Farmers have been using flame to beat weeds for more than a century. Records show that in the 1940s and '50s, more than 80,000 farmers nationwide primarily controlled weeds with flaming, often with diesel fuel.

But a post-war boom in chemical research produced a tremendous number of new herbicides and pesticides for the farm and garden, and the once-intense interest in flame weeding dropped as farms became industrialized and reliant on those chemical inputs.

Now, only a small percentage of organic farmers regularly use the flaming technique. Modern methods and tools employ cleaner-burning propane instead of diesel. It is clear, most authorities agree, that propane flame is an effective tool for many farm weeds, especially at smaller scales and along tilled crop rows.

But it remains unclear how effective flaming is on weeds that come back year after year from deep or thick roots anchored in natural areas. To date, there has been almost no research on the topic, save for information showing that perennials are not killed by heating their leaves the same way that many annuals are.

Still intrigued by the possibilities, Fellows began investigating. She established 45 test plots in two stream valleys, each measuring a meter square, full of thousands of celandine plants. She chose locations near some built-in firebreaks, such as a six-foot-wide paved walkway, close to the creeks. Since last year she’s been carefully taking down data on how many celandine plants are present there. Often, this has demanded counting tiny stems one by one, on her hands and knees in freezing cold temperatures.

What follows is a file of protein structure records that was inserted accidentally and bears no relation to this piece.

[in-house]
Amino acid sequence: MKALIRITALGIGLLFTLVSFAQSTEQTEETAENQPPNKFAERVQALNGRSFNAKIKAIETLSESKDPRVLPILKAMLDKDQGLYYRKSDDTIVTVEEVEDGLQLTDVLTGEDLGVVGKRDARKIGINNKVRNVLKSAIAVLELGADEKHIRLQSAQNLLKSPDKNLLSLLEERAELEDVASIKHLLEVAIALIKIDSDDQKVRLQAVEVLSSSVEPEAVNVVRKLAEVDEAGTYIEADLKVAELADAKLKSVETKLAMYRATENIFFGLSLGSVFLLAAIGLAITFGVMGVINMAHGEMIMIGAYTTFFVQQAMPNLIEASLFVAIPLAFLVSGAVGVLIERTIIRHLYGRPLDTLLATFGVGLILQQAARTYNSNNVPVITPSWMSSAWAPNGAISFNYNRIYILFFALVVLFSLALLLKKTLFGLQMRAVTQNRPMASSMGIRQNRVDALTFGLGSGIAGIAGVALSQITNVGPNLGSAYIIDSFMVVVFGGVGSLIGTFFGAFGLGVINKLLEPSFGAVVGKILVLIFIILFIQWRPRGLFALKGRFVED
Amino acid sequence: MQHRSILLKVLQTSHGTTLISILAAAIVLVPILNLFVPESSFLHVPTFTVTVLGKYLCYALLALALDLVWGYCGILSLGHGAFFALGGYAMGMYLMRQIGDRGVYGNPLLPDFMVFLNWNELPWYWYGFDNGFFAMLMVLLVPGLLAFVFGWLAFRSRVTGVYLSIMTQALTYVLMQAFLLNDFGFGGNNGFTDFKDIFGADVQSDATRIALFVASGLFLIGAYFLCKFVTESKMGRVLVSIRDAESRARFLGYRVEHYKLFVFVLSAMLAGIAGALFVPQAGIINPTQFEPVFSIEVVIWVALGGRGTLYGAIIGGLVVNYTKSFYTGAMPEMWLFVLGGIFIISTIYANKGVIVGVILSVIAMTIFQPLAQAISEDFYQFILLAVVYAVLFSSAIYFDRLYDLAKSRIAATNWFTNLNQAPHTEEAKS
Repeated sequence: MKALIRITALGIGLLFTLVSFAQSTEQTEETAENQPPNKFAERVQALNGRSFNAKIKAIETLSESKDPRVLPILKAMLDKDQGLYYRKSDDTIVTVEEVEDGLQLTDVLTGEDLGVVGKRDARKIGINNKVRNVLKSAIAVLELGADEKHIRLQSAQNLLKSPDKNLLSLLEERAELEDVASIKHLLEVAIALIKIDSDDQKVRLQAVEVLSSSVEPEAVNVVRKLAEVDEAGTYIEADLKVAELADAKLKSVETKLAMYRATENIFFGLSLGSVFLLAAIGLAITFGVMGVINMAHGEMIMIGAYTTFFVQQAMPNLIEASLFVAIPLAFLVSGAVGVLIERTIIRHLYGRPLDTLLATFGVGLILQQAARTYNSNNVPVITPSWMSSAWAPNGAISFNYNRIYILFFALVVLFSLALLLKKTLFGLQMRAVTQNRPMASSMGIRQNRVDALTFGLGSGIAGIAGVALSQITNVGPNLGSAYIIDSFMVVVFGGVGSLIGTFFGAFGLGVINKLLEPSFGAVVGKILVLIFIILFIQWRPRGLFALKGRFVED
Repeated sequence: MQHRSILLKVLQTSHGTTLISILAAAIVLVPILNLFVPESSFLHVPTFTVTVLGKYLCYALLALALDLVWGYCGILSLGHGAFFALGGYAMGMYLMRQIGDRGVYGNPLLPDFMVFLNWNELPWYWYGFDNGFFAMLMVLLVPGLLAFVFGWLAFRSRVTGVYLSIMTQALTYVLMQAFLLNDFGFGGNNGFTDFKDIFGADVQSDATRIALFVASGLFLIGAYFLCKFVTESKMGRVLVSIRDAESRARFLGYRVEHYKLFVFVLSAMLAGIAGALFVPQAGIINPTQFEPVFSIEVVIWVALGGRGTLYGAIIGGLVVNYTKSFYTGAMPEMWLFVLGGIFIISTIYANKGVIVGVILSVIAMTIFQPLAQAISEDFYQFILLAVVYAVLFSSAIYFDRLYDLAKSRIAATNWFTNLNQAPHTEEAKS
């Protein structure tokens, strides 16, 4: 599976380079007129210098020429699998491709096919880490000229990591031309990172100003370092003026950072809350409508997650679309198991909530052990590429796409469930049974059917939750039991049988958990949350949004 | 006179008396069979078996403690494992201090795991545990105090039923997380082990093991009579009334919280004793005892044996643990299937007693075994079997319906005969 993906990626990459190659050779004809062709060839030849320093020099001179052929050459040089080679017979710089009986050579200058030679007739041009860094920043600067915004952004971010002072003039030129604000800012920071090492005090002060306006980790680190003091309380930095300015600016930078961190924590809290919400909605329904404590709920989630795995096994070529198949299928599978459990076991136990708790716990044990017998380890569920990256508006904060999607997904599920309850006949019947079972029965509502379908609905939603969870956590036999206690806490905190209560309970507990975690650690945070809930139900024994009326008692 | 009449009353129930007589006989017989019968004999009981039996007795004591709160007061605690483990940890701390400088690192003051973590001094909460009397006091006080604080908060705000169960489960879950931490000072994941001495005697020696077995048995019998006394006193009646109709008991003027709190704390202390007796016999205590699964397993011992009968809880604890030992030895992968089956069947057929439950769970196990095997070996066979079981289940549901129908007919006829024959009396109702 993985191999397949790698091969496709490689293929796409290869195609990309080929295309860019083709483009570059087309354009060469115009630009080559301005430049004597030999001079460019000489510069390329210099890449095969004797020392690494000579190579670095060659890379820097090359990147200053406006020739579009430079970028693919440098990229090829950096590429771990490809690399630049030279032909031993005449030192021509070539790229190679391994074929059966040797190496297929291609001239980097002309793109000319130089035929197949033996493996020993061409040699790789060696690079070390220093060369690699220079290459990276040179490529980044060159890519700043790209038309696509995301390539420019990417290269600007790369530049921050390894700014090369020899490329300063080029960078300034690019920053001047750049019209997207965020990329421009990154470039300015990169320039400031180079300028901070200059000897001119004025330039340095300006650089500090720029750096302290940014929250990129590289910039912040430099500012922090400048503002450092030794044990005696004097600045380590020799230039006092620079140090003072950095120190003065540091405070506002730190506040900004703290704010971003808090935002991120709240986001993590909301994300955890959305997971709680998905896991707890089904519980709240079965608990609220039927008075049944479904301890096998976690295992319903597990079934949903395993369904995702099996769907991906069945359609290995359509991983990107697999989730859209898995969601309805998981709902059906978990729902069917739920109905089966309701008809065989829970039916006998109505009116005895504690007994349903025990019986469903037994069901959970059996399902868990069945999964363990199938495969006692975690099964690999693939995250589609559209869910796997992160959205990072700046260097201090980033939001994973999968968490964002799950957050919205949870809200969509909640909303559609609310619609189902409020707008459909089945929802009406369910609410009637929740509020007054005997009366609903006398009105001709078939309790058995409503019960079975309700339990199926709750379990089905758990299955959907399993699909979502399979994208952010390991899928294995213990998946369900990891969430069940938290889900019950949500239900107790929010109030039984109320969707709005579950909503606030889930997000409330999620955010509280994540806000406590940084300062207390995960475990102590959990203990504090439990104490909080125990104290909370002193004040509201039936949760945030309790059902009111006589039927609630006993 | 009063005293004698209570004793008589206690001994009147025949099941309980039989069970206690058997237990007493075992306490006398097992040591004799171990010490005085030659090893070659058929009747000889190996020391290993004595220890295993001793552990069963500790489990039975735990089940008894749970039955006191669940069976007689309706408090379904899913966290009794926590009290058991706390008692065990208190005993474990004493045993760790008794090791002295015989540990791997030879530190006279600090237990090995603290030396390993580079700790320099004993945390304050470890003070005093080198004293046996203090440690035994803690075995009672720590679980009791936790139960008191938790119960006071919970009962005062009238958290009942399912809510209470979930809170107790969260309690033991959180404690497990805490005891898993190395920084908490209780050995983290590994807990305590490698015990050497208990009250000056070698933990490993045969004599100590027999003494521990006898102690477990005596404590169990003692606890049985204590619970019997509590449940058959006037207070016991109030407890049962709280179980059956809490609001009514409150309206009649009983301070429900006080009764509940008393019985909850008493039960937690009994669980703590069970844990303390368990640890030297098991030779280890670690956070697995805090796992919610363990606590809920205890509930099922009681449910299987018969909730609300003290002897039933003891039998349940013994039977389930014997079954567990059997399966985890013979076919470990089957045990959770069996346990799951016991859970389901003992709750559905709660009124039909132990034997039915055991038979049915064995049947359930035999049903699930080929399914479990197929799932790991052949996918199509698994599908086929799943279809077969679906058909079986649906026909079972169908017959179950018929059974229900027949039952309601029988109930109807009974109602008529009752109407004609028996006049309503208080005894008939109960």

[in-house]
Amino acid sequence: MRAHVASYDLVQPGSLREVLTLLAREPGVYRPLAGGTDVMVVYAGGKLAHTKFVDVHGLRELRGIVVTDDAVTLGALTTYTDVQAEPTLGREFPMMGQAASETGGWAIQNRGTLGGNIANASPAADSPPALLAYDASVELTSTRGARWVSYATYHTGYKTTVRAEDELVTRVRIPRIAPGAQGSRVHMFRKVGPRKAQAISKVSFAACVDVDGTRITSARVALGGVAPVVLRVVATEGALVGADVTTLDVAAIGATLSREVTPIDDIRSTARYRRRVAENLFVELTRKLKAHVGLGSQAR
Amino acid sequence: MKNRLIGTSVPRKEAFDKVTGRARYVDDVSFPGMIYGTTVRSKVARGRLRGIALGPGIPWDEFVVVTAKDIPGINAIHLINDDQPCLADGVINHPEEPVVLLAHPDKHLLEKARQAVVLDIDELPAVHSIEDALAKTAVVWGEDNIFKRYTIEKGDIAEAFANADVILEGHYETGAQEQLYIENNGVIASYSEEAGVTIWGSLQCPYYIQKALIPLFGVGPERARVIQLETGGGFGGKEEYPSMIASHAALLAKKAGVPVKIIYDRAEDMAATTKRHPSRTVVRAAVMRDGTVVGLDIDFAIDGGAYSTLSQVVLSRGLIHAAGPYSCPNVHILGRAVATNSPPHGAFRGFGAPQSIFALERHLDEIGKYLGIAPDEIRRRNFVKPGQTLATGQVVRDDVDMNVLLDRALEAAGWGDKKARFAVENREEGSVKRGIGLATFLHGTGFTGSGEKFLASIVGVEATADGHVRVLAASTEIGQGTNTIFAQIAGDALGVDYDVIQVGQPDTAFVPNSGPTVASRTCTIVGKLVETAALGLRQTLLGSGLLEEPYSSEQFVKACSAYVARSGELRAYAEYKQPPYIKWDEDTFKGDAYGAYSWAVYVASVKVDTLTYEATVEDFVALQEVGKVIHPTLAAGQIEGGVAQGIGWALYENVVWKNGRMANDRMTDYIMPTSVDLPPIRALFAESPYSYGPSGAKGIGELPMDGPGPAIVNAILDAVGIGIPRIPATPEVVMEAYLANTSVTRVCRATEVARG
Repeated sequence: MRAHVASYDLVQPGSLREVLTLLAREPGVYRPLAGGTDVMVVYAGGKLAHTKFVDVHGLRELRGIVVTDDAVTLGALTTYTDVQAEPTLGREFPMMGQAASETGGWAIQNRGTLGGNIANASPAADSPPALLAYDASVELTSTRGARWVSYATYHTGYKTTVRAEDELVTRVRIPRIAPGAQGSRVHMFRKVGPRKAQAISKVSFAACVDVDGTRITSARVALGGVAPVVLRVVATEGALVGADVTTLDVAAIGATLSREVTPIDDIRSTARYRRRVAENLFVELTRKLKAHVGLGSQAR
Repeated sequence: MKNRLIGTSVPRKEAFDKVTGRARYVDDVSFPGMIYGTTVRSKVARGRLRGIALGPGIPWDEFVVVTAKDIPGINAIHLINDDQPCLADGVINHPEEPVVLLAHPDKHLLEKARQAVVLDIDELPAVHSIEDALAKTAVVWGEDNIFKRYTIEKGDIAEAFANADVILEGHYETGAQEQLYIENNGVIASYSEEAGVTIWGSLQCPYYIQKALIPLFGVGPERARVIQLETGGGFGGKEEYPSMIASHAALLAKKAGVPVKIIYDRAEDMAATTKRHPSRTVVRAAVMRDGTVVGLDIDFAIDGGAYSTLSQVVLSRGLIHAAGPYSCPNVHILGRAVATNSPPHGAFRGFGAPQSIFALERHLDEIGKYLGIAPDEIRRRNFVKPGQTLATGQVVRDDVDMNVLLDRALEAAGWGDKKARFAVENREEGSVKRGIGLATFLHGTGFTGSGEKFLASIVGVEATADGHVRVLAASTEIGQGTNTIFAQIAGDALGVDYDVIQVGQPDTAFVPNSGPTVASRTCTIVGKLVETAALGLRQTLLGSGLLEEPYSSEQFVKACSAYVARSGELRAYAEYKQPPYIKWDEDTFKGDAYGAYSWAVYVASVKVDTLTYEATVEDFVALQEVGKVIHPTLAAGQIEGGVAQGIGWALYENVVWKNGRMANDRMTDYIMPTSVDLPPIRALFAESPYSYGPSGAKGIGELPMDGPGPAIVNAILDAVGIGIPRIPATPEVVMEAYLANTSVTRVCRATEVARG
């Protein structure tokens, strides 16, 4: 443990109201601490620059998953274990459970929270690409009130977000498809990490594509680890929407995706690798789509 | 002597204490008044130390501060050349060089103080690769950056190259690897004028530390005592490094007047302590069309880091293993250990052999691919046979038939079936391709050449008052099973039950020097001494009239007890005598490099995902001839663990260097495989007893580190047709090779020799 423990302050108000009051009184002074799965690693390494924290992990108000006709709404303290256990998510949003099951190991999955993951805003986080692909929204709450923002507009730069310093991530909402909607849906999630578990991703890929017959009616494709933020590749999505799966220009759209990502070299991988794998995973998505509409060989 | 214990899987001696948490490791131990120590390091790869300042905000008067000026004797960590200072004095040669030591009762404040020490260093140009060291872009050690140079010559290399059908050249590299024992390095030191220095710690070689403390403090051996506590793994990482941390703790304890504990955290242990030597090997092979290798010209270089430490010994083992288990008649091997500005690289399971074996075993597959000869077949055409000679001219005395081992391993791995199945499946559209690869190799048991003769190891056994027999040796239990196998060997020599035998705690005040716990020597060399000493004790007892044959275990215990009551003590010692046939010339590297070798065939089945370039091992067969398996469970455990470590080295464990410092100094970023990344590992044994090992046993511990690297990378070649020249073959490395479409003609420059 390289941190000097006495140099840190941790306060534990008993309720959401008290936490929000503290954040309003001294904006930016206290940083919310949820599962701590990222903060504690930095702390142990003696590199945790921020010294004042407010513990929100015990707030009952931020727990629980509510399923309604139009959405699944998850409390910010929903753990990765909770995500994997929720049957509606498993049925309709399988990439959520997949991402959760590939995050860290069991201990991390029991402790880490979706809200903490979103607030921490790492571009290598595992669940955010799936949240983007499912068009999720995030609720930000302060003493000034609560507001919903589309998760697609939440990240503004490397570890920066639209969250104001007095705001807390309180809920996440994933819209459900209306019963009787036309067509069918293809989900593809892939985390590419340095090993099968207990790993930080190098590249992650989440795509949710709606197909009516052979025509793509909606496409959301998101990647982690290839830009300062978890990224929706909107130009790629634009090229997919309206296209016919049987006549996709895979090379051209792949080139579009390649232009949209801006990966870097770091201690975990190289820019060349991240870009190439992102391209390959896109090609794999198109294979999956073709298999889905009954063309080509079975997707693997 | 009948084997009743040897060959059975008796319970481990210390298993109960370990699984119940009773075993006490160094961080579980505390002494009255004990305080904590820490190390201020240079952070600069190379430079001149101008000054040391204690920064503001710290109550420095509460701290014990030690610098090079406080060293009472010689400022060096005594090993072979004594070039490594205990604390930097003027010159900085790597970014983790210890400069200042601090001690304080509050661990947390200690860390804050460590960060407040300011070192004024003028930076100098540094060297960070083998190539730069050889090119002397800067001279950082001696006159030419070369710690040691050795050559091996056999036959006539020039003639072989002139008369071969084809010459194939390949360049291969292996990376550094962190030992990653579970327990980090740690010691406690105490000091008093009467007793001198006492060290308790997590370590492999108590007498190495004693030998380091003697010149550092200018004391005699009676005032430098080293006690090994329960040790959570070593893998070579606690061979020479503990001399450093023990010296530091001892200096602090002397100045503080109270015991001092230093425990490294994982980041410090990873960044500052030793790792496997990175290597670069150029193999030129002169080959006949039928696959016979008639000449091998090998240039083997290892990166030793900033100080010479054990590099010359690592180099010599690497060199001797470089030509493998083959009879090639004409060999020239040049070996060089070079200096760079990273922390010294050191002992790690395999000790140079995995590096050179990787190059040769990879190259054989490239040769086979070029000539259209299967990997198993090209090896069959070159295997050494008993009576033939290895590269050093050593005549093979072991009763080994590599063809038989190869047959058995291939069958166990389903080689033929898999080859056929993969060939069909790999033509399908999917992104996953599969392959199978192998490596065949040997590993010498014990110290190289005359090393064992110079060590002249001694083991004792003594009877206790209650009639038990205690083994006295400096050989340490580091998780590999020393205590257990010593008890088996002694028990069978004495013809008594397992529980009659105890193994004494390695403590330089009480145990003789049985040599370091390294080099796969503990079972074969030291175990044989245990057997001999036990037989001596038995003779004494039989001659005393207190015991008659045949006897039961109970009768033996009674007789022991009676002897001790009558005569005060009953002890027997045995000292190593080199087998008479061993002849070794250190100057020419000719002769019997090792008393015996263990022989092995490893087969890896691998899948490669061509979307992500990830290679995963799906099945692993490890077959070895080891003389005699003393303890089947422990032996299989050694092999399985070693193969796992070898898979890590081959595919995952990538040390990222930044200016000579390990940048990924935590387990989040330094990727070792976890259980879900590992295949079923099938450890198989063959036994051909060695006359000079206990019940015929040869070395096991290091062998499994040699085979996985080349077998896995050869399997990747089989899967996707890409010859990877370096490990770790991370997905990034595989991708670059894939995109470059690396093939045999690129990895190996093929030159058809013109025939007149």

Three times a year, in February, March and April, she has also visited her plots to roast the celandine.

Wearing thick gloves and some seriously tough work boots, she pulls the trigger, causing a large hissing noise and a long tongue of orange flame to erupt from the end of the wand. So she can concentrate completely, a volunteer “spotter”—usually a well-trained Weed Warrior – walks along, too, to keep curious park patrons from getting too close and to assist, should anything other than the targeted weeds unexpectedly catch fire.

"I feel powerful using this thing, but it isn’t as fun as it looks,” she says. “One wrong move with Round-up and I get a little on my shoe and I have to wipe it off. But a wrong move with this thing and I can lose a toe, or maybe my whole foot in just a few seconds.”